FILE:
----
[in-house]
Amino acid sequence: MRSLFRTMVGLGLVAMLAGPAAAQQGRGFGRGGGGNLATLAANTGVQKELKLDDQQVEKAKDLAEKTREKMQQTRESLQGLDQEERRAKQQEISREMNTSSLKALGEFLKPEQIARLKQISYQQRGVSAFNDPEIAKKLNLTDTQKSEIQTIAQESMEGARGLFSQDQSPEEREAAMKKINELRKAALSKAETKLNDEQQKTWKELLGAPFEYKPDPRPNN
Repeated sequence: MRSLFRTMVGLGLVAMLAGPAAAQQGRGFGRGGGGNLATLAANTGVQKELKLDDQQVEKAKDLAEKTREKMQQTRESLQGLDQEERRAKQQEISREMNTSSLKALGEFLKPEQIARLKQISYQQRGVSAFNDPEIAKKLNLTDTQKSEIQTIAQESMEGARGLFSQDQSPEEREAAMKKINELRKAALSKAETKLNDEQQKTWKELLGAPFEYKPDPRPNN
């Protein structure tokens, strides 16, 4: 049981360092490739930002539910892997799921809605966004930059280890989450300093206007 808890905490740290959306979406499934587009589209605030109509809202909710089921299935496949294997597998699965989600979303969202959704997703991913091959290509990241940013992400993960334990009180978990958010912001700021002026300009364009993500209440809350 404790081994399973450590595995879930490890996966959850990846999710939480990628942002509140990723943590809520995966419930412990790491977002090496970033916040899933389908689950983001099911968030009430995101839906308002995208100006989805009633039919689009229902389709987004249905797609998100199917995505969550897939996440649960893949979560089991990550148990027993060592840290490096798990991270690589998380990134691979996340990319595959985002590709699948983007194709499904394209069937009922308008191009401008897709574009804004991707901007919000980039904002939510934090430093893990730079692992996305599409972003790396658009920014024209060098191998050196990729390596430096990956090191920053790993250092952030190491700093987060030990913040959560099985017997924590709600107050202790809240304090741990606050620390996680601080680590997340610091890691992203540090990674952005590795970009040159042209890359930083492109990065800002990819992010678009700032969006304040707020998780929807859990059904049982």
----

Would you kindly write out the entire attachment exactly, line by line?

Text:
[in-house]
Amino acid sequence: MRSLFRTMVGLGLVAMLAGPAAAQQGRGFGRGGGGNLATLAANTGVQKELKLDDQQVEKAKDLAEKTREKMQQTRESLQGLDQEERRAKQQEISREMNTSSLKALGEFLKPEQIARLKQISYQQRGVSAFNDPEIAKKLNLTDTQKSEIQTIAQESMEGARGLFSQDQSPEEREAAMKKINELRKAALSKAETKLNDEQQKTWKELLGAPFEYKPDPRPNN
Repeated sequence: MRSLFRTMVGLGLVAMLAGPAAAQQGRGFGRGGGGNLATLAANTGVQKELKLDDQQVEKAKDLAEKTREKMQQTRESLQGLDQEERRAKQQEISREMNTSSLKALGEFLKPEQIARLKQISYQQRGVSAFNDPEIAKKLNLTDTQKSEIQTIAQESMEGARGLFSQDQSPEEREAAMKKINELRKAALSKAETKLNDEQQKTWKELLGAPFEYKPDPRPNN
């Protein structure tokens, strides 16, 4: 049981360092490739930002539910892997799921809605966004930059280890989450300093206007 808890905490740290959306979406499934587009589209605030109509809202909710089921299935496949294997597998699965989600979303969202959704997703991913091959290509990241940013992400993960334990009180978990958010912001700021002026300009364009993500209440809350 404790081994399973450590595995879930490890996966959850990846999710939480990628942002509140990723943590809520995966419930412990790491977002090496970033916040899933389908689950983001099911968030009430995101839906308002995208100006989805009633039919689009229902389709987004249905797609998100199917995505969550897939996440649960893949979560089991990550148990027993060592840290490096798990991270690589998380990134691979996340990319595959985002590709699948983007194709499904394209069937009922308008191009401008897709574009804004991707901007919000980039904002939510934090430093893990730079692992996305599409972003790396658009920014024209060098191998050196990729390596430096990956090191920053790993250092952030190491700093987060030990913040959560099985017997924590709600107050202790809240304090741990606050620390996680601080680590997340610091890691992203540090990674952005590795970009040159042209890359930083492109990065800002990819992010678009700032969006304040707020998780929807859990059904049982």